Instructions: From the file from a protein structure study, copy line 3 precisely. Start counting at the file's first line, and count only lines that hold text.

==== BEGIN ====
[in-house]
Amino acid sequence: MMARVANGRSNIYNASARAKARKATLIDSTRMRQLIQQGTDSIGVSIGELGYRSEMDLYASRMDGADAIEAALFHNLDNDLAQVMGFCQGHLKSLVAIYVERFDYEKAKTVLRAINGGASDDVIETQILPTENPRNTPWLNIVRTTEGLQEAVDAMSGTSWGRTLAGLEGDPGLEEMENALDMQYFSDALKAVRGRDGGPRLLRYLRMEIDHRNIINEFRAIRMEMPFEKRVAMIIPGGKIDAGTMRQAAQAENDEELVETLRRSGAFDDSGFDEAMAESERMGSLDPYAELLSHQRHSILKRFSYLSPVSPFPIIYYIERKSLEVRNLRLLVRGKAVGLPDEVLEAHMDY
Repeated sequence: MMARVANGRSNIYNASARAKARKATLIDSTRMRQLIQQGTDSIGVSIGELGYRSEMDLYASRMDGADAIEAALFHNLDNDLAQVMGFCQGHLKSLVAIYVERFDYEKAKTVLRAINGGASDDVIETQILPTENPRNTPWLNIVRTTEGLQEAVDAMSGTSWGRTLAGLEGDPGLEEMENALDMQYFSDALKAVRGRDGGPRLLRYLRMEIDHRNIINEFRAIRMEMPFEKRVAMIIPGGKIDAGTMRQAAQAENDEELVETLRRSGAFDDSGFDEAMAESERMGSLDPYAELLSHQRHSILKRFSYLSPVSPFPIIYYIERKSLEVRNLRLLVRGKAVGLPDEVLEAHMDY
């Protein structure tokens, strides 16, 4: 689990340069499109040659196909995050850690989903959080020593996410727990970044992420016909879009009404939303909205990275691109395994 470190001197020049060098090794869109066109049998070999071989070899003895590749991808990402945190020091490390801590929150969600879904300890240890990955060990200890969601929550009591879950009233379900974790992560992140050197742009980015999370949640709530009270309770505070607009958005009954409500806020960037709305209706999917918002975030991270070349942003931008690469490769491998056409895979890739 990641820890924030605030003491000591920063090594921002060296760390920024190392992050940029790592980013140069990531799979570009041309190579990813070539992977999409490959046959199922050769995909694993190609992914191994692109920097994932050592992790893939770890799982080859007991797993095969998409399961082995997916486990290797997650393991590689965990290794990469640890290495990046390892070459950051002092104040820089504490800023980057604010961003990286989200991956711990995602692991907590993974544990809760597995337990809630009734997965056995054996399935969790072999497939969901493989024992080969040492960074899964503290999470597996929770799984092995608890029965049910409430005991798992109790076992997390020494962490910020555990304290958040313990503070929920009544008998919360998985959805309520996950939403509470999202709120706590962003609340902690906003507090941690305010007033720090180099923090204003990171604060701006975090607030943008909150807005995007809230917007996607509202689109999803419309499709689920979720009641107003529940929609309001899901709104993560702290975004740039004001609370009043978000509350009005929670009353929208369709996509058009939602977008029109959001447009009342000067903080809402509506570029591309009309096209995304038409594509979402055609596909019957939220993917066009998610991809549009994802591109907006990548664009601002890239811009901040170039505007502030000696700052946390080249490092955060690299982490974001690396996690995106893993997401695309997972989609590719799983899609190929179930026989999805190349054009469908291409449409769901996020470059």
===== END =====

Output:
Repeated sequence: MMARVANGRSNIYNASARAKARKATLIDSTRMRQLIQQGTDSIGVSIGELGYRSEMDLYASRMDGADAIEAALFHNLDNDLAQVMGFCQGHLKSLVAIYVERFDYEKAKTVLRAINGGASDDVIETQILPTENPRNTPWLNIVRTTEGLQEAVDAMSGTSWGRTLAGLEGDPGLEEMENALDMQYFSDALKAVRGRDGGPRLLRYLRMEIDHRNIINEFRAIRMEMPFEKRVAMIIPGGKIDAGTMRQAAQAENDEELVETLRRSGAFDDSGFDEAMAESERMGSLDPYAELLSHQRHSILKRFSYLSPVSPFPIIYYIERKSLEVRNLRLLVRGKAVGLPDEVLEAHMDY